There is hardly a moment more self-offering, more natural and more opportune for 8 million Southern Cameroonians within the Republic of Cameroun to choose their better history than now, when they’re engaged in a creative battle to challenge decades of politicized controversies and end the long night of oppression and injustice.I am mindful that only yesterday 47 of our brothers and sisters crying out for brotherhood were answered with incarceration, extradition and the threat of death.
With this monumental art of historiography available on AMAZON for everyone to know the truth in its entirety, the trial of Comrade Sisiku Ayuk Tabe, Comrade Tassang Wilfred, Dr Nfor Ngalla Nfor and Co. is poised to change Cameroun forever, and will only be compared to the famous trial of ANC leaders Walter Sisulu, Govan Mbeki, Nelson Mandela and Co.
In the fall of 1963, the most determined anti-apartheid activists Nelson Mandela and ten other leading opponents of South Africa’s apartheid regime faced a similar trial for their lives.
The defendants were accused of sabotage, ordering munitions, recruiting young men for guerrilla warfare, encouraging invasion for foreign military units, and conspiring to obtain funds for revolution from foreign states. The first accused, Nelson Mandela plead not guilty: “My Lord, it is not I, but the government that should be in the dock. I plead not guilty.” Each of the other defendants in turn entered not guilty pleas as well. Mandela’s plea was based on the unarmed truth about his country’s history, which eventually had the final word in reality. As a matter of fact, right temporarily defeated is always stronger than evil triumphant.
Like Nelson Mandela, Walter Sisulu and Govan Mbeki, the accomplishments of Sisiku Ayuk Tabe, Tassang Wilfred and Dr Nfor Ngalla Nfor (not exclusively) were breathtaking.
Amidst gathering clouds, raging storms and against a far-reaching network of violence and hatred they gave Southern Cameroonians a new sense of dignity and destiny.
At a time when the restoration movement is beleaguered in turmoil, when our days have become dreary with low-hovering clouds and our nights darker than a thousand midnights, it is possible for average brothers to capture what men like Mandela, Sisulu and Sisiku possess. Maybe, but first we must develop an understanding of what united these giants and others who have achieved similar success. Only then can we continue their progress.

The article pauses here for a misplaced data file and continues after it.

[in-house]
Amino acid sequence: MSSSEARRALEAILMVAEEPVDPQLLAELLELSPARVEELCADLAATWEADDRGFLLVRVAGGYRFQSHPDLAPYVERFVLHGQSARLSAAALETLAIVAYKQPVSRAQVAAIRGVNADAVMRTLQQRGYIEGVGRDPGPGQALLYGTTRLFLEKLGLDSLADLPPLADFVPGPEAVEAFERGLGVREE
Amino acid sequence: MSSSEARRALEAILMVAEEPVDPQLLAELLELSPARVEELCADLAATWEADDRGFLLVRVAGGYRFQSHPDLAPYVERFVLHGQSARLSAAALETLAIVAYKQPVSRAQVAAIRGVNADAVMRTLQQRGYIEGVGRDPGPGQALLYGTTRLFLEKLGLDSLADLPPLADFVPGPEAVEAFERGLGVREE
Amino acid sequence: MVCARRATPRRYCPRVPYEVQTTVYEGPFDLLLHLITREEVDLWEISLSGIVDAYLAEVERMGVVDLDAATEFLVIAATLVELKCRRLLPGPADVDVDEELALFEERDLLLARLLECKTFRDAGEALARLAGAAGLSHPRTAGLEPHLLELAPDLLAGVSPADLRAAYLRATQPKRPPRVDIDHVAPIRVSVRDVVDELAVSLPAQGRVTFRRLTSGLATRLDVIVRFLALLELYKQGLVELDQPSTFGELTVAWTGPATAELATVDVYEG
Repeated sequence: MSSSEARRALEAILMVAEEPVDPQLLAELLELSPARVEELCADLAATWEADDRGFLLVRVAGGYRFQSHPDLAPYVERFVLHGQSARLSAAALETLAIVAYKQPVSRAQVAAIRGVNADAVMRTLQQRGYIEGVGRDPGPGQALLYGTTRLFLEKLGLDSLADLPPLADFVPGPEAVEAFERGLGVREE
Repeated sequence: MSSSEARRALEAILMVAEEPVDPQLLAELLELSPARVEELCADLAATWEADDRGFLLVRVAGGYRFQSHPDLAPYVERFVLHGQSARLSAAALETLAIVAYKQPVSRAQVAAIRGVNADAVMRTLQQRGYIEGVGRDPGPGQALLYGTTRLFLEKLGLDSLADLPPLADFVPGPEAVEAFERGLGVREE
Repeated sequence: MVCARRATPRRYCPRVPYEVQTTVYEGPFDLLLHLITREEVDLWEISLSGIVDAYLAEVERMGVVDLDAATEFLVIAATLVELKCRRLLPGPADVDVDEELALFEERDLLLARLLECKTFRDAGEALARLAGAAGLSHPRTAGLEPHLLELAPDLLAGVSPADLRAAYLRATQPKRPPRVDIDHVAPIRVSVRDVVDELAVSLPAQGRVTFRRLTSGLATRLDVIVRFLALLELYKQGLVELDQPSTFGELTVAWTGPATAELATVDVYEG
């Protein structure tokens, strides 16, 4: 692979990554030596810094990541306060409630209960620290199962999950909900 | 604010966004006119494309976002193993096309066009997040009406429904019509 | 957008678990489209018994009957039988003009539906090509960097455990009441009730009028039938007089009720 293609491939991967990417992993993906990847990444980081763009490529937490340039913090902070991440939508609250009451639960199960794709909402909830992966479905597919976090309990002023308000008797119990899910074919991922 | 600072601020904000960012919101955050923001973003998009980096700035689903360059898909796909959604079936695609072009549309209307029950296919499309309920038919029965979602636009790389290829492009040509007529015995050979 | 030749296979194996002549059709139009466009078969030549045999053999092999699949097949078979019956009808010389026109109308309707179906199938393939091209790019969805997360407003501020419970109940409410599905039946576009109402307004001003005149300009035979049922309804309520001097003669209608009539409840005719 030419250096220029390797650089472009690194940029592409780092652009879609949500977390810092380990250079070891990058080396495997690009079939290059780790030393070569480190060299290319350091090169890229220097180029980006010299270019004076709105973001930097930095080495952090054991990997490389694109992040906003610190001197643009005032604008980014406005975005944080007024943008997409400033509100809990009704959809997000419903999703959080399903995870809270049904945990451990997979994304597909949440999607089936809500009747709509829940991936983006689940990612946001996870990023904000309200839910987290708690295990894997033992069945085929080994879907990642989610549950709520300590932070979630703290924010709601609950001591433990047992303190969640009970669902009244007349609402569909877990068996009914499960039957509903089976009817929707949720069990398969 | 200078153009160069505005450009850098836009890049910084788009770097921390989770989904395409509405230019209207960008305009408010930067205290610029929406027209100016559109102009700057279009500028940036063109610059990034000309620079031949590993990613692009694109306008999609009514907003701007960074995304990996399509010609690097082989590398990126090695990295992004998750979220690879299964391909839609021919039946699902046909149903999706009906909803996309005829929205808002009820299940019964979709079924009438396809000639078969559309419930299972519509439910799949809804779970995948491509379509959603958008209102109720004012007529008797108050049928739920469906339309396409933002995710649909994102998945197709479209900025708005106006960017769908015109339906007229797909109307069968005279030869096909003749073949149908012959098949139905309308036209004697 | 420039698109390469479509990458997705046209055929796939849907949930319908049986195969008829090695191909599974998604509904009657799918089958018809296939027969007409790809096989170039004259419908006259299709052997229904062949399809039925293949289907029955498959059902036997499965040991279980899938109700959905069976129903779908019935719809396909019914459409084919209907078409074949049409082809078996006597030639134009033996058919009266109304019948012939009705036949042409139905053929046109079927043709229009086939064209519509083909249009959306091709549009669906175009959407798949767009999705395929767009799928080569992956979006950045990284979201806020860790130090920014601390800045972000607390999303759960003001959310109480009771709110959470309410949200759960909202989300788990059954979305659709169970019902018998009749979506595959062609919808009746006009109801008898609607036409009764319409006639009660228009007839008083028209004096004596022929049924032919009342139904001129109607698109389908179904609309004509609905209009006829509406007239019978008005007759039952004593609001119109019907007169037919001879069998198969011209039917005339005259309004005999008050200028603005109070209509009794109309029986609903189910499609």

Believe it or not, these men didn’t possess super human attributes, and most likely weren’t destined to achieve greatness. In fact, what made these men so great is something that we all have. These men stood for the truth, had a dream, and a will to carry out that dream. They were selfless doers, men who set a goal and then set a plan to achieve it.
What made these men and others like them so great was their ability to think beyond the HERE and NOW and visualise the place they wanted to be and a time frame they wanted to get there.
They believed they were different, special, one of a kind. They never let others define who they were, never let limitations others had placed on them deter them from their dreams, and they never let the fact that what they wanted to accomplish had never been accomplished before frighten them into not giving it a try.
We all have the ability to be the next Mandela, Sisulu or Sisiku. We all have the ability to be the best of whatever we set out to do, whether our goals are small, lofty or life changing. Being the best however means more than simply saying we want to be the best. Being the best takes a dedication of an inner strength that only we can summon from within us, because only we know where to find it.
In many of us, that inner strength has lain dormant all our lives, buried by the constant daily obstacles and negative influences that keep us grounded.
In the circumstance of the ongoing Anglophone Crisis “The Unrefined History of Southern Cameroons” will be launched in the coming weeks, across Europe, the U.S and Africa. It is our opportunity to find our lost inner strength and be part of this major endeavour.
The launch will coincide with a One Million Global Petition for H.E. President Paul Kagame of Rwanda to Refer the Case between Republic of Cameroun and Southern Cameroons to the International Court of Justice (ICJ) for a fair ruling that will appease both the government of the Republic of Cameroun and the people of Southern Cameroons.
While lauding the efforts undertaken thus far by H.E. President Kagame to ensure that genocide never ever happens again in Rwanda, it must be made clear that this campaign is not asking the President of Rwanda to take the Republic of Cameroun to the principal judicial organ of the United Nations, the International Court of Justice. Rather, the campaign will appeal to the government of Rwanda to request for ICJ Interpretation of United Nations Resolution 1608 (XV) of April 21, 1961 in the case concerning Southern Cameroons joining the Republic of Cameroun (Rwanda v. United Nations).
It is worth mentioning that it was the ICJ ruling against the Republic of Cameroun on 02 December 1963 that handed Northern Cameroons to Nigeria. Likewise, it was because of the ICJ Judgment of 2002 that Nigeria finally conceded the disputed Bakassi Peninsula to Southern Cameroons (North West and South West Regions of the Republic of Cameroun).
This is a momentous opportunity to set a precedent around the world that states cannot continue to use “Sovereignty” as a “shield” to hide crimes committed against a people, and that conflicts of this nature, that are on the brink of catastrophe can be resolved by the ICJ.
North West Fons Ambassador for Peace
Universal Peace Federation (UPF) Peace Ambassador
African Parliamentary Alliance for UN Reforms – Permanent Representative, Geneva Switzerland”